Pandemic Surrender

thinking about surrender

During the last year and a half, I’ve done a lot of thinking about surrender. That’s why I chose surrender as my word of the year.

I believe that surrender is not about giving up, but making peace with reality. Because I’ve learned that what you resist persists and the fighting is emotionally exhausting.

A few days ago, I did a selfie photo shoot of my new look. Normally I’m not one to share many pictures of myself. But I do change up my photos on this blog and my social media every year or so. This change is dramatic, so I thought I’d blog it too.

My hair has been thinning for years and has been a constant source of stress and anxiety. Society places so much importance on thick long luxurious hair. What do you do when you don’t have that no matter how hard you try?

You do the best you can with what you have. You try to overlook comments that people make about other people’s hair while wondering what they think of yours.

Then you just get exhausted by the whole thing. Because life is short and what’s the point of worrying. I can’t control other people’s thoughts — only mine. I need to be comfortable with myself. I’m 56, soon to be 57, and want to age gracefully. Wigs, weaves and braids have never been my style, so I started looking at the other end of the spectrum.

Several of my aunts have embraced the bald look and some well-known glamorous women like Christine Platt and Ayanna Pressley rock it as well. Ayanna Pressley is such an inspiration and powerhouse that I’ve especially taken strength from her and see her as an expander. I don’t have alopecia, but many women in my family have thinning hair, so it’s almost certainly genetics.

My mom had a stroke at the end of February and I’ve been helping her get back to her life. It’s been a long journey for both of us. Through all this, we both were vaccinated. PSA — Get vaccinated!

The day before I became fully vaccinated (two weeks after the second dose) was also the day that I picked up my mom from rehab and brought her home. It’s also the day that I got most of my hair chopped off. I only have so much physical and emotional energy and focusing on my hair is not how I want to use it.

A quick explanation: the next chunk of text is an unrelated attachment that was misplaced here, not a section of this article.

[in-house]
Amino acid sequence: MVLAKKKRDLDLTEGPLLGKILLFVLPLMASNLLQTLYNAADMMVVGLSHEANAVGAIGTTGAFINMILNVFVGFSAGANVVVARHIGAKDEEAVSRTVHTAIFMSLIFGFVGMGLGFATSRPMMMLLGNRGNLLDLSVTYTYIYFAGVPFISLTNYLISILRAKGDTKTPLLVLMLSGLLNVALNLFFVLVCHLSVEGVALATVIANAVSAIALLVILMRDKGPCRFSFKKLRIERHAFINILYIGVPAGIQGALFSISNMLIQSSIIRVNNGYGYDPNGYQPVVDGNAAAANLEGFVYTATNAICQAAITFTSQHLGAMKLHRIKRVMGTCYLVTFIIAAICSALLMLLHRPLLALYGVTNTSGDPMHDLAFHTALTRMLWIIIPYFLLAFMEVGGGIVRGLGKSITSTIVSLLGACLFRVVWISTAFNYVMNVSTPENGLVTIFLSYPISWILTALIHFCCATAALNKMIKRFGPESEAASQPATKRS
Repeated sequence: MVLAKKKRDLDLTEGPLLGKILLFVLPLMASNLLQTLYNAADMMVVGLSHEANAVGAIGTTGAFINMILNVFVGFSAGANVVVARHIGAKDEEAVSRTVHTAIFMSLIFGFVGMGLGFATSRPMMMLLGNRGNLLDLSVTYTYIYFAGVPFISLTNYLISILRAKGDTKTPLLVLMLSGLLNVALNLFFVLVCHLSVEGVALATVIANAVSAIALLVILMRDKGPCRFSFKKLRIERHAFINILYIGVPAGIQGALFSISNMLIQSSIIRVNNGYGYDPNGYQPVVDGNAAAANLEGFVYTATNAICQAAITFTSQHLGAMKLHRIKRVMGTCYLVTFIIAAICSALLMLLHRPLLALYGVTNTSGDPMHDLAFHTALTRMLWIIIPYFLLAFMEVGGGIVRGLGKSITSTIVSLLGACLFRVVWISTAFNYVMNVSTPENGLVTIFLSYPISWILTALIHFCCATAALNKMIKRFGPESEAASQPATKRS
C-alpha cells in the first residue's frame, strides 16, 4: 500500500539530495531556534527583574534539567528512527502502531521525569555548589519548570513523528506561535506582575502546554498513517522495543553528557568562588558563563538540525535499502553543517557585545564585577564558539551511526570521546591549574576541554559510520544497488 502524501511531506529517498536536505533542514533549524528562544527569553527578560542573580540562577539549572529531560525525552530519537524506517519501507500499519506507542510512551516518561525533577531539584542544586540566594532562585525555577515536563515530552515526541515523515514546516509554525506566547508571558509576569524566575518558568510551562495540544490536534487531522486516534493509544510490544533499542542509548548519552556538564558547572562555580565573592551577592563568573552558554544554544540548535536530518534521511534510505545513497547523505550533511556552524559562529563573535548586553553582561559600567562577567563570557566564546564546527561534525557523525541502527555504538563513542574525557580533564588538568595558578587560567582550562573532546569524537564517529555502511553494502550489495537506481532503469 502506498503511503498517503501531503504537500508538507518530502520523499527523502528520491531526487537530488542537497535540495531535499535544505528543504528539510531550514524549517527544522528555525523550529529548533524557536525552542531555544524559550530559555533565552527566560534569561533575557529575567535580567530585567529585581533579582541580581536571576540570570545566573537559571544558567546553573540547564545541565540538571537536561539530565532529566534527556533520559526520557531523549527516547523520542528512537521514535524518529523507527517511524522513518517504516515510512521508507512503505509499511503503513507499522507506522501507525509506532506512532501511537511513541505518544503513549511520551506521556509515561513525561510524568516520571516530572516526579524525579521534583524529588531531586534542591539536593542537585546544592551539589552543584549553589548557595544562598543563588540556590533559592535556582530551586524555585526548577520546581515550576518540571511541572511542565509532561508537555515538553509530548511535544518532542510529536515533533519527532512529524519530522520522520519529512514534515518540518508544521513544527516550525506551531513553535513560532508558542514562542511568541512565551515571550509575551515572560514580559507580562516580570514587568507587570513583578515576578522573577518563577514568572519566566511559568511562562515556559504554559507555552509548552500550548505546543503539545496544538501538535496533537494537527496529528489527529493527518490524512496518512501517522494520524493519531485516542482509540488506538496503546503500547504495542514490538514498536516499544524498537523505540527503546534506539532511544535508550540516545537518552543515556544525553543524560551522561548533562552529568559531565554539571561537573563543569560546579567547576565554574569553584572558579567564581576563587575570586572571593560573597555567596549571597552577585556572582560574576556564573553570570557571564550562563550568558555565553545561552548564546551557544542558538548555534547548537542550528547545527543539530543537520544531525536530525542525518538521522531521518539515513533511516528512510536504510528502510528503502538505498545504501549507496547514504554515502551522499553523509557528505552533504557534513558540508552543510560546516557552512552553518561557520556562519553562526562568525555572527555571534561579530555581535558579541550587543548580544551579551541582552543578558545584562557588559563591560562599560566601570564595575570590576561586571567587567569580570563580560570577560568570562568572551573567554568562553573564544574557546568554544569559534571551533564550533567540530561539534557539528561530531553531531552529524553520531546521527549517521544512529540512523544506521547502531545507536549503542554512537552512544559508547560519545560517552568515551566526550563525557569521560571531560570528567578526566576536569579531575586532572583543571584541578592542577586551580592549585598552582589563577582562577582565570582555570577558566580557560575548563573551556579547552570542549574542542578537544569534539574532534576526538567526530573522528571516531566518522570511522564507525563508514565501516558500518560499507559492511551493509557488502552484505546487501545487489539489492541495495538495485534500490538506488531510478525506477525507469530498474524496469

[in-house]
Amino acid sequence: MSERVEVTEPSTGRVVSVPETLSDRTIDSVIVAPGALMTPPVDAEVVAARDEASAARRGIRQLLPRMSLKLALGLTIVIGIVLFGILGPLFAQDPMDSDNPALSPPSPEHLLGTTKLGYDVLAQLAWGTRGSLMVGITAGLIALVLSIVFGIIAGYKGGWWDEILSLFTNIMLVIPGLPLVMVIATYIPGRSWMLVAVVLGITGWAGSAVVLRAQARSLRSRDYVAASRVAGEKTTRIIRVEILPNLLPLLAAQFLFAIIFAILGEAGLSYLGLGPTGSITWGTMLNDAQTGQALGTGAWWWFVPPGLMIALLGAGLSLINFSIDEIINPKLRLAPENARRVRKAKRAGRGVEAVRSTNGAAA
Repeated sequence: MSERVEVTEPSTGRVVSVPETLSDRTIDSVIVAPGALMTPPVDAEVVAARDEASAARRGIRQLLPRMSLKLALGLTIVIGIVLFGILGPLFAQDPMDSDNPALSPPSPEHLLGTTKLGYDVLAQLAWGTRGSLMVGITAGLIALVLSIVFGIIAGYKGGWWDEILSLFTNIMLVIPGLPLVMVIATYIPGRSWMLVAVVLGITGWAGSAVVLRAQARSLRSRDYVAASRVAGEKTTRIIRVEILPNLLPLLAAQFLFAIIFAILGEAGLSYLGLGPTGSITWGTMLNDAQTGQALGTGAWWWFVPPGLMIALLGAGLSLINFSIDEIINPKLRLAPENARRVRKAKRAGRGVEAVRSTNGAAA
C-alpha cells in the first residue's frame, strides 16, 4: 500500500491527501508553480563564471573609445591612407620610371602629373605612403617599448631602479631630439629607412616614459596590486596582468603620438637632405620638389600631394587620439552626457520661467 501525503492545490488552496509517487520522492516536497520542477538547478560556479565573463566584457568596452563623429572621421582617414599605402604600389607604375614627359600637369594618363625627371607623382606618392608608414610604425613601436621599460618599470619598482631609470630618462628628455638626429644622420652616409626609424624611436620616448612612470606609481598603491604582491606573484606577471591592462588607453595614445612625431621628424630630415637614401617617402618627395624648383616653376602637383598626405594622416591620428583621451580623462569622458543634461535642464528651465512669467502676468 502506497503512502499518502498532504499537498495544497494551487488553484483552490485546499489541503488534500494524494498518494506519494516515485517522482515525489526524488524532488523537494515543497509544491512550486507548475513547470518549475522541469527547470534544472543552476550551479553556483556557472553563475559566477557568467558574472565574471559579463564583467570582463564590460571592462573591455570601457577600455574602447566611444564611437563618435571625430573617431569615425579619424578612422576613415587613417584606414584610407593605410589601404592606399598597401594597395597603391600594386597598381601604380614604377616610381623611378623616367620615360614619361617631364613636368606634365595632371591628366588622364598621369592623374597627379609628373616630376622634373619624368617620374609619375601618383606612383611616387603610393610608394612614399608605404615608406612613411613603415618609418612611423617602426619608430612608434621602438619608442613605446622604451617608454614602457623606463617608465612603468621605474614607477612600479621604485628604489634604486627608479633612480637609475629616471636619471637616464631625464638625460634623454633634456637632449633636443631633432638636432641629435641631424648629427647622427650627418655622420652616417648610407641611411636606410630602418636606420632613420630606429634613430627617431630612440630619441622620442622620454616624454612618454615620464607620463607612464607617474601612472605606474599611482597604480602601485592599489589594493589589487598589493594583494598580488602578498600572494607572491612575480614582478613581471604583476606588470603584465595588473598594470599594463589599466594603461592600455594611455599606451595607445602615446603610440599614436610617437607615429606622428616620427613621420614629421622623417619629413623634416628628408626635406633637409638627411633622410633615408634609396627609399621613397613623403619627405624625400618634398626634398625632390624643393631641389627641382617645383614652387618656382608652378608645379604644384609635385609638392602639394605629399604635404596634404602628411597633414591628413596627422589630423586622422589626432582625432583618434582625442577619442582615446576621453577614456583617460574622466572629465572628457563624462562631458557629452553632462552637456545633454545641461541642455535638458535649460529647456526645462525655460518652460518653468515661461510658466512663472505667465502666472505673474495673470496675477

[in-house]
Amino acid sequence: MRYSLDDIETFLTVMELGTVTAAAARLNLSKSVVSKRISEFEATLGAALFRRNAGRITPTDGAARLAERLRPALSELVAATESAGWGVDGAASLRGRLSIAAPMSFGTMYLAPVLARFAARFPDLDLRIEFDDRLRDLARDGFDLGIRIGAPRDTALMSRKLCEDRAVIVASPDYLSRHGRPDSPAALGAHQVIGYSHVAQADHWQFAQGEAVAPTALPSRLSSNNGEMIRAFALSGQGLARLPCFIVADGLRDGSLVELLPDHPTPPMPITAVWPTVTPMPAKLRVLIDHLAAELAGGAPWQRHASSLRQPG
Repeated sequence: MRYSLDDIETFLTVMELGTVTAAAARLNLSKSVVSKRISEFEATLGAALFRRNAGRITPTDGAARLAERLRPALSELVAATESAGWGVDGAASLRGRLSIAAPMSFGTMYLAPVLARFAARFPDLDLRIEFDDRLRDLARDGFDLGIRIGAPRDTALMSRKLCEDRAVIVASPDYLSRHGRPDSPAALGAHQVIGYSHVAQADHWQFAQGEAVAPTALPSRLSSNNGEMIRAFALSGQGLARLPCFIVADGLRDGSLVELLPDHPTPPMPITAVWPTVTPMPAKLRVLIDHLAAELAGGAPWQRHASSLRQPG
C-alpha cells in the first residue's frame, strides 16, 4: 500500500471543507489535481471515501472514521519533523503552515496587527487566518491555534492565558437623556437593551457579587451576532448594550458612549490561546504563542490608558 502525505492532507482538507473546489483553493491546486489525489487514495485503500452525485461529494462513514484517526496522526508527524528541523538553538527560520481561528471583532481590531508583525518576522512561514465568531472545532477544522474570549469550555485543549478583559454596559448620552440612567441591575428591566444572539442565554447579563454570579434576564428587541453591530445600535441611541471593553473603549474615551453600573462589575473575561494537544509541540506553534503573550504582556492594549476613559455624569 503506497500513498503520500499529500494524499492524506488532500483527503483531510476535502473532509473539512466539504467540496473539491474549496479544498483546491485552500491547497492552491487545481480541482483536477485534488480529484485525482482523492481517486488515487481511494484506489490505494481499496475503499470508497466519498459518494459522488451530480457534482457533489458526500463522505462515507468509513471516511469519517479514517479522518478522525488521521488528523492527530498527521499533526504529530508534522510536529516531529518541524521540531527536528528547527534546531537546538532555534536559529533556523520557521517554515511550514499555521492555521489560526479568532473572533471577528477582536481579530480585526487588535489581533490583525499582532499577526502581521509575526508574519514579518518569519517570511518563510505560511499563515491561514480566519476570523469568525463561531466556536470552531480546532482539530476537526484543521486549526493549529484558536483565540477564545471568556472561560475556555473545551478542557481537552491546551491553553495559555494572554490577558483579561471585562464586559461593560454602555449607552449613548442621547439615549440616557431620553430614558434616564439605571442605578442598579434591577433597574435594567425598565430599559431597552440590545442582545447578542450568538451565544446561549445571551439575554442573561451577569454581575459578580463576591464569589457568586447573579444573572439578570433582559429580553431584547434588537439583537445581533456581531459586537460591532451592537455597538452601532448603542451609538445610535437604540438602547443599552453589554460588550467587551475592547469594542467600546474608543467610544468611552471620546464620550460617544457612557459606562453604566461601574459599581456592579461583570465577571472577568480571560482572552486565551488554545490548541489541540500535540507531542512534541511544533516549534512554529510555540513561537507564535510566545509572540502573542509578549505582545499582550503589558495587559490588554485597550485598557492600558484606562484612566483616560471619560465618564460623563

The pandemic has given many of us time to think about what’s important and what’s not. At the beginning of the pandemic, I vowed to myself that if I survived it, I wasn’t leaving it the same way I went in. None of us will. Intentionally or not. Time will reveal other changes that I probably can’t imagine yet.

What about you? How are you leaving the pandemic differently than you went in?

Quote of the Week: Amanda Gorman

“We’ve learned that quiet isn’t always peace.

In the norms and notions of what just is

isn’t always justice.

And yet, the dawn is ours before we knew it.

Somehow we do it.

Somehow we’ve weathered and witnessed a nation that isn’t broken,

but simply unfinished.”

~ Amanda Gorman

Watching the inauguration this past Wednesday was a breath of fresh air — a spiritual cleansing for the nation.

The previous two Wednesdays featured an insurrection and then an impeachment. It was heartbreaking. While our democracy is still in a very fragile state, it feels good knowing that our current president, unlike the previous one, is not actively seeking to harm our country.

So I will bask in the balm of Amanda Gorman’s words. This amazing young woman, the National Youth Poet Laureate, is helping us move in the right direction.

Sea Us Now & Black Beach Culture

Photo from Sea Us Now

As a Virgo Sun and Taurus Rising, my astrology is deep into the earth. That may explain why I love my plant babies so much!

But some of the best times in my life take place near water. Not long ago, I learned that I’m a Scorpio Moon, which adds some water to my chart. Growing up on the East Coast may have a lot to do with it too. Living in Quincy, Massachusetts, I’m just a couple of miles from the beach. When I open the windows in the summer and the wind blows just right, I can smell the salty air — one of my favorite scents.

There was a pool in the apartment complex where I grew up, so I swam a lot. I loved doing handstands under water and playing Marco Polo. I lounged by the pool almost everyday during the summers and played ping-pong in the cabana. As children, my brother and I took swimming lessons at the local college. Our parents brought us to the beach for picnics and lots of swim time on the Cape. As a young teenager, I even went to marine science camp.

It wasn’t until I was much older that I realized many considered it unusual for African Americans to swim. When you think about movies showing beach culture, often focused on surfing, someone like me usually isn’t there. But things are changing.